March 22 (Bloomberg) -- JPMorgan Chase & Co. sold $125 million of securities linked to developer Larry Silverstein’s 7 World Trade Center in New York, refinancing debt against the building.
The commercial-mortgage bonds rated Baa3 by Moody’s Investors Service and BBB- by Fitch Ratings, the lowest investment-grade rankings, priced to yield 310 basis points more than the benchmark swap rate, according to a person familiar with the offering, who declined to be identified because terms aren’t public. The refinancing also includes $452.8 million of senior tax-exempt Liberty bonds that were not offered with today’s transaction, the person said.
The CMBS deal comprises debt against the 52-story tower in downtown Manhattan constructed in 2006, according to Moody’s. The property is 95.2 percent leased to 28 tenants, the rating company said in a report. The largest tenant is Moody’s, accounting for 38.7 of the available space, according to Fitch.
The tower was built to replace a building destroyed in the Sept. 11, 2001, terrorist attacks.
The offering is different from more common commercial-mortgage backed securities deals in that it is less diversified than those that bundle loans from multiple borrowers on as many as 100 properties.
Bank forecasts for commercial-mortgage bond sales in 2012 range from Wells Fargo & Co.’s $25 billion to Credit Suisse Group AG’s projection of as much as $45 billion. About $4 billion has been issued this year, according to data compiled by Bloomberg.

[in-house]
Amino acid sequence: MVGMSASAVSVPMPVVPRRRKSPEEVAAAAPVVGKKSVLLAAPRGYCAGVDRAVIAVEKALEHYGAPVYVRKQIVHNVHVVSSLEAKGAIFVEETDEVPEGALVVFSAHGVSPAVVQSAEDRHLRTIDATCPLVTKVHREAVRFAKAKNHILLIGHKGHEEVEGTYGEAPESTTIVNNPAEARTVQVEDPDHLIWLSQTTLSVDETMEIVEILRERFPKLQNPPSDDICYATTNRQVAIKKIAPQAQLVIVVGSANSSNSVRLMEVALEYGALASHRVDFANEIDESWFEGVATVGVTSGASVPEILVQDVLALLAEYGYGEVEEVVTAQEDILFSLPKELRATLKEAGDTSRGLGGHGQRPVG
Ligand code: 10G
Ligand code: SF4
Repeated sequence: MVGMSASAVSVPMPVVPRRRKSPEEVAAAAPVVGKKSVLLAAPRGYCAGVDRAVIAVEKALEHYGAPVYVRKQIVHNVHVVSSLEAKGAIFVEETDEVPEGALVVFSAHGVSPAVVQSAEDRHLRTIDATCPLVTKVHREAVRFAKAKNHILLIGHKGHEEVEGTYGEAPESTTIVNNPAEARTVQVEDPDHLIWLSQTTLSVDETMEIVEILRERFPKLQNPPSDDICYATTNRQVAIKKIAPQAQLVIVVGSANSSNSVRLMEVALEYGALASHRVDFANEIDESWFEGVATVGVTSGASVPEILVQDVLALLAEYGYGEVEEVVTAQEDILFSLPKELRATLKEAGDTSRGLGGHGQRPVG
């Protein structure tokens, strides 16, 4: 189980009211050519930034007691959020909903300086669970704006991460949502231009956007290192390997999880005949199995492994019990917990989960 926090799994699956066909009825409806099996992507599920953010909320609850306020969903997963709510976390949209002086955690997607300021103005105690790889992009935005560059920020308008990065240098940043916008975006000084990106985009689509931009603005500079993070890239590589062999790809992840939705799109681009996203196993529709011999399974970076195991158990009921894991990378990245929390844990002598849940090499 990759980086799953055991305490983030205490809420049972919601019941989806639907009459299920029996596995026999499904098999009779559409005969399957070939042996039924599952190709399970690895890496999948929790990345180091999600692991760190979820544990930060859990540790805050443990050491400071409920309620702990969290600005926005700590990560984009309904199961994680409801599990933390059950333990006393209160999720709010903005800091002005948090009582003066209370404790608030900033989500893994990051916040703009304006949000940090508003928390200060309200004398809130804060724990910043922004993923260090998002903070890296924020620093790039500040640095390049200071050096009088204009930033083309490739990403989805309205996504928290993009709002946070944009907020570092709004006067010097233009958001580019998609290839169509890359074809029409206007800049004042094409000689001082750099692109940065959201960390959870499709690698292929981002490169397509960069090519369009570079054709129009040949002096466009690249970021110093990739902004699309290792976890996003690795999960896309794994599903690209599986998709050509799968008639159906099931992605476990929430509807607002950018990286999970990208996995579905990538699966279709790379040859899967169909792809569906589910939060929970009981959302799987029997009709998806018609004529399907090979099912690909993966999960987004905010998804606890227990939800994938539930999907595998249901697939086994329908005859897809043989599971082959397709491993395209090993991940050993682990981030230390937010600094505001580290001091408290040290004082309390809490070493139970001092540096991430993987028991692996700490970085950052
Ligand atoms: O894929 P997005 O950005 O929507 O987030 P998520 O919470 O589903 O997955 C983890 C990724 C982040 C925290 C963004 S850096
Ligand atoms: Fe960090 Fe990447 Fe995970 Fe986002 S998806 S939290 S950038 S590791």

Wall Street banks arranged about $28 billion of commercial-mortgage backed securities last year, compared with $11.5 billion in 2010. Rising sales are a boon for property owners with loans coming due. Borrowers have $51 billion of mortgages packed into bonds maturing this year, according to Bank of America Merrill Lynch data.
Relative yields on top-ranked commercial-mortgage bonds have plunged to 181 basis points more than Treasuries, the lowest since May, according to the Barclays Capital CMBS Aaa Super Duper Index. That’s down from a high of 323 basis points on Oct. 4, at the height of the European sovereign-debt crisis. A basis point is 0.01 percentage point.
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